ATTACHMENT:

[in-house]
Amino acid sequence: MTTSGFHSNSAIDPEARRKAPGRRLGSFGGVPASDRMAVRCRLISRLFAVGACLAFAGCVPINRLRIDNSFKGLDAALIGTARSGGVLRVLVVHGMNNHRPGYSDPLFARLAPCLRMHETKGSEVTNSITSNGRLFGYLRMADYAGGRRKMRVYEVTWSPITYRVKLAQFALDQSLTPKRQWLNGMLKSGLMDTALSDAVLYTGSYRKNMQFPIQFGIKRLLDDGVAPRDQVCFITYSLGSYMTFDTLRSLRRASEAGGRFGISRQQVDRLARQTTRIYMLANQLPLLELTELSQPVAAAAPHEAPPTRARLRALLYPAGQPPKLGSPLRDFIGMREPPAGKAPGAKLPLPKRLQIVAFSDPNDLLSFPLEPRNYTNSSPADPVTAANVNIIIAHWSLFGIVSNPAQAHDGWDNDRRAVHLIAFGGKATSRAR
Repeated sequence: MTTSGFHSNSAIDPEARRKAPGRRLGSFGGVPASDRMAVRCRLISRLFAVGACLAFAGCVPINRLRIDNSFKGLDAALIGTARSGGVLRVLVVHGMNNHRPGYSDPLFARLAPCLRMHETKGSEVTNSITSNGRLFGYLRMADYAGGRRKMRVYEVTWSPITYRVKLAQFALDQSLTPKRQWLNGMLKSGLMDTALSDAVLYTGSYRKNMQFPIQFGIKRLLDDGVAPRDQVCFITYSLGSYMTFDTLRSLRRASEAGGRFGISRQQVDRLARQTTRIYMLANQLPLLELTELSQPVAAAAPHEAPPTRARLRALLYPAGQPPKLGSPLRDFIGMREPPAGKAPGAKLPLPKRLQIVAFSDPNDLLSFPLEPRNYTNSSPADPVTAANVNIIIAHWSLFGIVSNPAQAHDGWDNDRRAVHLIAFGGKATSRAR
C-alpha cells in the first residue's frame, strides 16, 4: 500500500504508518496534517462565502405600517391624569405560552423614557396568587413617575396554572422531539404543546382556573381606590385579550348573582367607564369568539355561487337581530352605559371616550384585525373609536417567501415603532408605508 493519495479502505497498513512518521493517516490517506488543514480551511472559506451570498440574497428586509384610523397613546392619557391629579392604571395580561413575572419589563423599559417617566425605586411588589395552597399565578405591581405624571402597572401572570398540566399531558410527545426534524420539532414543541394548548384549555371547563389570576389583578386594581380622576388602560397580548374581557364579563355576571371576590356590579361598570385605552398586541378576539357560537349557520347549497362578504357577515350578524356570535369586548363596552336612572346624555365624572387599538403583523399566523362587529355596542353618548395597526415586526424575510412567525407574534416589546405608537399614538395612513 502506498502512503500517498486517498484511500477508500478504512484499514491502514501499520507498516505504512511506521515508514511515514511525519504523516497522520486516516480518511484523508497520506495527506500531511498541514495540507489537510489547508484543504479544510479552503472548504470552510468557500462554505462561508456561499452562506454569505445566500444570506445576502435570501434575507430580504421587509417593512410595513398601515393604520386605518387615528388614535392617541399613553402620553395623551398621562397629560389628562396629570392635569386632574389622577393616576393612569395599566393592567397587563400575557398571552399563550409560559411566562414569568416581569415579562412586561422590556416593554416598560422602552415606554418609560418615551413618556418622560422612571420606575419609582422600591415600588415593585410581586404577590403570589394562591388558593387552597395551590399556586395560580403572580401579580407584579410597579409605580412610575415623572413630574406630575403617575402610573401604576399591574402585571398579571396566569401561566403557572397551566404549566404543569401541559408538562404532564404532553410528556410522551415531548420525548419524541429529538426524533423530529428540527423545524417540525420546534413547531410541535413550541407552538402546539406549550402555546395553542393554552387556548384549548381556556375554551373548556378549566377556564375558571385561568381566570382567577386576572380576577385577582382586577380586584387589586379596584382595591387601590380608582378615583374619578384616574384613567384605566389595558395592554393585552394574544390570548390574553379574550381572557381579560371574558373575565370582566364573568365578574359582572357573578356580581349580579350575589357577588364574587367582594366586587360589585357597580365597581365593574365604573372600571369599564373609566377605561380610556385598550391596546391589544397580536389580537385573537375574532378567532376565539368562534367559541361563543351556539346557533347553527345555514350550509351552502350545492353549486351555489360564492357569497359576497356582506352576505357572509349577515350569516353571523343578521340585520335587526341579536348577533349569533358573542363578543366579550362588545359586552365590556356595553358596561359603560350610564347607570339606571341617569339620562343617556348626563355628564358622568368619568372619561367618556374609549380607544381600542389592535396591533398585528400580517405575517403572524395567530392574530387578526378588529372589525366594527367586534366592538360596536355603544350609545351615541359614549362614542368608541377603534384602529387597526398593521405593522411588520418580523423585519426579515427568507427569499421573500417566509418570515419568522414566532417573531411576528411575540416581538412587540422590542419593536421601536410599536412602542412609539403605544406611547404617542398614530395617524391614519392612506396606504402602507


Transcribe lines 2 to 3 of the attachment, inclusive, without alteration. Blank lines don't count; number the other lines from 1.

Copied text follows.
Amino acid sequence: MTTSGFHSNSAIDPEARRKAPGRRLGSFGGVPASDRMAVRCRLISRLFAVGACLAFAGCVPINRLRIDNSFKGLDAALIGTARSGGVLRVLVVHGMNNHRPGYSDPLFARLAPCLRMHETKGSEVTNSITSNGRLFGYLRMADYAGGRRKMRVYEVTWSPITYRVKLAQFALDQSLTPKRQWLNGMLKSGLMDTALSDAVLYTGSYRKNMQFPIQFGIKRLLDDGVAPRDQVCFITYSLGSYMTFDTLRSLRRASEAGGRFGISRQQVDRLARQTTRIYMLANQLPLLELTELSQPVAAAAPHEAPPTRARLRALLYPAGQPPKLGSPLRDFIGMREPPAGKAPGAKLPLPKRLQIVAFSDPNDLLSFPLEPRNYTNSSPADPVTAANVNIIIAHWSLFGIVSNPAQAHDGWDNDRRAVHLIAFGGKATSRAR
Repeated sequence: MTTSGFHSNSAIDPEARRKAPGRRLGSFGGVPASDRMAVRCRLISRLFAVGACLAFAGCVPINRLRIDNSFKGLDAALIGTARSGGVLRVLVVHGMNNHRPGYSDPLFARLAPCLRMHETKGSEVTNSITSNGRLFGYLRMADYAGGRRKMRVYEVTWSPITYRVKLAQFALDQSLTPKRQWLNGMLKSGLMDTALSDAVLYTGSYRKNMQFPIQFGIKRLLDDGVAPRDQVCFITYSLGSYMTFDTLRSLRRASEAGGRFGISRQQVDRLARQTTRIYMLANQLPLLELTELSQPVAAAAPHEAPPTRARLRALLYPAGQPPKLGSPLRDFIGMREPPAGKAPGAKLPLPKRLQIVAFSDPNDLLSFPLEPRNYTNSSPADPVTAANVNIIIAHWSLFGIVSNPAQAHDGWDNDRRAVHLIAFGGKATSRAR